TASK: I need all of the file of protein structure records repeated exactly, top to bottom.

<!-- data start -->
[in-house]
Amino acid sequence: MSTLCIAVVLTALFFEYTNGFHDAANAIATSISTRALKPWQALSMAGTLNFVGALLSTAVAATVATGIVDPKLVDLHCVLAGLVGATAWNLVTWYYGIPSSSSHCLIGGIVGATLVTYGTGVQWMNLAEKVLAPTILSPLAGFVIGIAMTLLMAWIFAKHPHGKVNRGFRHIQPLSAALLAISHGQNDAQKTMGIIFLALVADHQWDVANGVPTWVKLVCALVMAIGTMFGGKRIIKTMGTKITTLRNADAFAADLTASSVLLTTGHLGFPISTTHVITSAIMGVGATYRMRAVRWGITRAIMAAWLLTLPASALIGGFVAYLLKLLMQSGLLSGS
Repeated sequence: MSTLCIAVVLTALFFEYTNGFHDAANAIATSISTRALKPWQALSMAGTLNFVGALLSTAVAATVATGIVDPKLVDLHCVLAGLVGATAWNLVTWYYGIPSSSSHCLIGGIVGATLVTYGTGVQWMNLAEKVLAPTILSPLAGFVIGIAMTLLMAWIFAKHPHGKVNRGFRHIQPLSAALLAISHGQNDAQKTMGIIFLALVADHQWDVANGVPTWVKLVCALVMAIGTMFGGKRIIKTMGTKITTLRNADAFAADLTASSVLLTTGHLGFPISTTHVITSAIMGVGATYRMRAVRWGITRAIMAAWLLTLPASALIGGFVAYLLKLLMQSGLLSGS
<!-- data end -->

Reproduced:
[in-house]
Amino acid sequence: MSTLCIAVVLTALFFEYTNGFHDAANAIATSISTRALKPWQALSMAGTLNFVGALLSTAVAATVATGIVDPKLVDLHCVLAGLVGATAWNLVTWYYGIPSSSSHCLIGGIVGATLVTYGTGVQWMNLAEKVLAPTILSPLAGFVIGIAMTLLMAWIFAKHPHGKVNRGFRHIQPLSAALLAISHGQNDAQKTMGIIFLALVADHQWDVANGVPTWVKLVCALVMAIGTMFGGKRIIKTMGTKITTLRNADAFAADLTASSVLLTTGHLGFPISTTHVITSAIMGVGATYRMRAVRWGITRAIMAAWLLTLPASALIGGFVAYLLKLLMQSGLLSGS
Repeated sequence: MSTLCIAVVLTALFFEYTNGFHDAANAIATSISTRALKPWQALSMAGTLNFVGALLSTAVAATVATGIVDPKLVDLHCVLAGLVGATAWNLVTWYYGIPSSSSHCLIGGIVGATLVTYGTGVQWMNLAEKVLAPTILSPLAGFVIGIAMTLLMAWIFAKHPHGKVNRGFRHIQPLSAALLAISHGQNDAQKTMGIIFLALVADHQWDVANGVPTWVKLVCALVMAIGTMFGGKRIIKTMGTKITTLRNADAFAADLTASSVLLTTGHLGFPISTTHVITSAIMGVGATYRMRAVRWGITRAIMAAWLLTLPASALIGGFVAYLLKLLMQSGLLSGS